Skip to content

A Los Angeles Primer: Century City

“We’re gonna live in Century City,” sings Tom Petty on his and the Heartbreakers’ 1979 song named after the place. “Go ahead and give in — Century City. Like modern men and modern girls, we’re gonna live in the modern world.” At that time, Century City, 176 acres built up against Westwood and Beverly Hills, may still have looked like a viable concept of the future. Even as recently as 2004, it provided both setting and title for a short-lived CBS science-fiction legal drama set in then then-far-flung year of 2030. Now, at least in my experience, it serves primarily as a navigational aid: if you can see downtown, if you can see the mountains, and if you can see the thirty- and forty-story towers of Century City’s narrow skyline, you can roughly triangulate your location in Los Angeles. Handy though that may sound, I suspect the district’s builders, working in the late fifties and early sixties with a piece of the former 20th Century Fox backlot, had — as that era’s builders often did — something grander in mind.

“Nothing dates faster than people’s fantasies about the future,” said art critic Robert Hughes, standing in Brasília, in an episode of “The Shock of the New”, his television series on modernism. “This is what you get when perfectly decent, intelligent, and talented men start thinking in terms of space rather than place, and single rather than multiple meanings. It’s what you get when you design for political aspirations rather than real human needs. You get miles of jerry-built platonic nowhere infested with Volkswagens.” Each and every one of my trips past Century City — and before now, all of them took me past it, since I never had a legitimate reason to enter — got me thinking about Brazil’s highway-wrapped, monument-studded capital, planned and built whole in the late fifties, officially inaugurated in 1960. Just three years later, Century City’s first building would open. Later that decade, the Century Plaza Hotel, designed by World Trade Center architect Minoru Yamasaki, would have its ribbon cut; his West Coast twin towers of the Century Plaza would open in 1975.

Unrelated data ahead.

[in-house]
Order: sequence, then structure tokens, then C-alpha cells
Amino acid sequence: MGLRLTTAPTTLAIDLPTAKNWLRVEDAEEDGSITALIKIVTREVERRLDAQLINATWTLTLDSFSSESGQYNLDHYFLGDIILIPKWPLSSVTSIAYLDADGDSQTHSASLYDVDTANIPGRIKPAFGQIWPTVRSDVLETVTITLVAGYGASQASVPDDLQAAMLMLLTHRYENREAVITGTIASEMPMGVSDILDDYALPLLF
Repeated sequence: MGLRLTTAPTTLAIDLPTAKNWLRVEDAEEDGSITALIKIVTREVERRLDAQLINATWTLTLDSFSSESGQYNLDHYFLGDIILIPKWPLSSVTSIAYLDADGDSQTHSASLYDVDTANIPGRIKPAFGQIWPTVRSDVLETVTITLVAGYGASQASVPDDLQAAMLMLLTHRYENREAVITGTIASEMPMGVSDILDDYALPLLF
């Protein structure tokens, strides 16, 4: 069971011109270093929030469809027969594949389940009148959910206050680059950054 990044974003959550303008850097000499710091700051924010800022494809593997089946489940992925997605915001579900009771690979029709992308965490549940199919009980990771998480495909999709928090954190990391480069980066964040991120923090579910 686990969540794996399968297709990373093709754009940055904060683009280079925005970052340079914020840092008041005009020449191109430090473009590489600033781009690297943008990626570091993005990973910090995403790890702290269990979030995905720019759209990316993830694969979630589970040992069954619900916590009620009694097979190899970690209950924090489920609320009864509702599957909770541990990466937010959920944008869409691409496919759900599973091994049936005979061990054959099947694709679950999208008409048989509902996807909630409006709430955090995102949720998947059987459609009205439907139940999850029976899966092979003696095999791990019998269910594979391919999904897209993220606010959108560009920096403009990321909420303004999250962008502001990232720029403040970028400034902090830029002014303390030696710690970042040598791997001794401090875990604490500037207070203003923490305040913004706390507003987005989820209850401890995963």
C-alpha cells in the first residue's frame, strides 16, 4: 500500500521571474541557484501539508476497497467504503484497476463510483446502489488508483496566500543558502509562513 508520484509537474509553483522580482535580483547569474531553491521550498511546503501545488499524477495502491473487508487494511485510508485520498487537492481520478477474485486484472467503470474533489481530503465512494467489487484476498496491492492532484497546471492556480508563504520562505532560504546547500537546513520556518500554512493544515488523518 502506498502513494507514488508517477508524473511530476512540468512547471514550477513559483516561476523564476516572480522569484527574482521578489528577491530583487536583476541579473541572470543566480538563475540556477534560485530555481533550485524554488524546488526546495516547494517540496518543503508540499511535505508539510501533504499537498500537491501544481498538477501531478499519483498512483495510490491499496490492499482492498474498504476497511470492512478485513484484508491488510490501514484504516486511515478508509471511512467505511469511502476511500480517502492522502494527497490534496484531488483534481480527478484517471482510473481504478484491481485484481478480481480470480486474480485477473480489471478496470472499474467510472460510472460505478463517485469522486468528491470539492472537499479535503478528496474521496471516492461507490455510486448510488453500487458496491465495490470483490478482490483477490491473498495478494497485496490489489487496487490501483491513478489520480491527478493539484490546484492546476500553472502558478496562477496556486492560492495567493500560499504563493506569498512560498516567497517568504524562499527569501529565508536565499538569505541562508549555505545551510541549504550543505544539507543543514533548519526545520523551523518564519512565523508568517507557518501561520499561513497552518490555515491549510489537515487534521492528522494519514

Read the whole thing at KCET Departures.

Post a Comment

Your email is never published nor shared. Required fields are marked *